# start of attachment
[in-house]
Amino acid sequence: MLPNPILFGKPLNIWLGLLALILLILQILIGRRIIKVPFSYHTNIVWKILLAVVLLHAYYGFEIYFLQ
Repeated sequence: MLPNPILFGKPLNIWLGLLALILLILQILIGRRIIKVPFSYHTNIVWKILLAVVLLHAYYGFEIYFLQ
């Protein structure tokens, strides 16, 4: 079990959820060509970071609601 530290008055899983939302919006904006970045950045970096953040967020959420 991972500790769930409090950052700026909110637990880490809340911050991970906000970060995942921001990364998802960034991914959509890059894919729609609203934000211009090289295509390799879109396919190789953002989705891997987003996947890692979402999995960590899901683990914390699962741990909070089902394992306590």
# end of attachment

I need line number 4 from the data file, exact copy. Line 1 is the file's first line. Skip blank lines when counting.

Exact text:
């Protein structure tokens, strides 16, 4: 079990959820060509970071609601 530290008055899983939302919006904006970045950045970096953040967020959420 991972500790769930409090950052700026909110637990880490809340911050991970906000970060995942921001990364998802960034991914959509890059894919729609609203934000211009090289295509390799879109396919190789953002989705891997987003996947890692979402999995960590899901683990914390699962741990909070089902394992306590």